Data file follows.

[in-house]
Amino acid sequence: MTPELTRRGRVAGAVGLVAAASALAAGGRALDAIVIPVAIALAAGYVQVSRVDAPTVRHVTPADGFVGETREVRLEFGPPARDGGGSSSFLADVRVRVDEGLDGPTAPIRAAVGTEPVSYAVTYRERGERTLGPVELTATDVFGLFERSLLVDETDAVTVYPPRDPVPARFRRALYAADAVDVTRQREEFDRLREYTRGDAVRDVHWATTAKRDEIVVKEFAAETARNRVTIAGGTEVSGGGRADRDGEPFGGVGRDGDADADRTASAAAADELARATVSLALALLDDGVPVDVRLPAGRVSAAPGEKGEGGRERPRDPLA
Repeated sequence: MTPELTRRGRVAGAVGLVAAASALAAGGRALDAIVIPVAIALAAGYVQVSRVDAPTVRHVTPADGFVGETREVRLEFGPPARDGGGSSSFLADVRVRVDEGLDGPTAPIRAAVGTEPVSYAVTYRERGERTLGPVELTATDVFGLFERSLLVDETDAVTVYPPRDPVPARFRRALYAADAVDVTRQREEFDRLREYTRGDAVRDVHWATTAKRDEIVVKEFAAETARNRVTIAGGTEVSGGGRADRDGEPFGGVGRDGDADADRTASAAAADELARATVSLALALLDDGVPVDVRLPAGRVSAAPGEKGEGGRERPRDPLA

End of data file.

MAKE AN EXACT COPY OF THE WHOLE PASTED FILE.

[in-house]
Amino acid sequence: MTPELTRRGRVAGAVGLVAAASALAAGGRALDAIVIPVAIALAAGYVQVSRVDAPTVRHVTPADGFVGETREVRLEFGPPARDGGGSSSFLADVRVRVDEGLDGPTAPIRAAVGTEPVSYAVTYRERGERTLGPVELTATDVFGLFERSLLVDETDAVTVYPPRDPVPARFRRALYAADAVDVTRQREEFDRLREYTRGDAVRDVHWATTAKRDEIVVKEFAAETARNRVTIAGGTEVSGGGRADRDGEPFGGVGRDGDADADRTASAAAADELARATVSLALALLDDGVPVDVRLPAGRVSAAPGEKGEGGRERPRDPLA
Repeated sequence: MTPELTRRGRVAGAVGLVAAASALAAGGRALDAIVIPVAIALAAGYVQVSRVDAPTVRHVTPADGFVGETREVRLEFGPPARDGGGSSSFLADVRVRVDEGLDGPTAPIRAAVGTEPVSYAVTYRERGERTLGPVELTATDVFGLFERSLLVDETDAVTVYPPRDPVPARFRRALYAADAVDVTRQREEFDRLREYTRGDAVRDVHWATTAKRDEIVVKEFAAETARNRVTIAGGTEVSGGGRADRDGEPFGGVGRDGDADADRTASAAAADELARATVSLALALLDDGVPVDVRLPAGRVSAAPGEKGEGGRERPRDPLA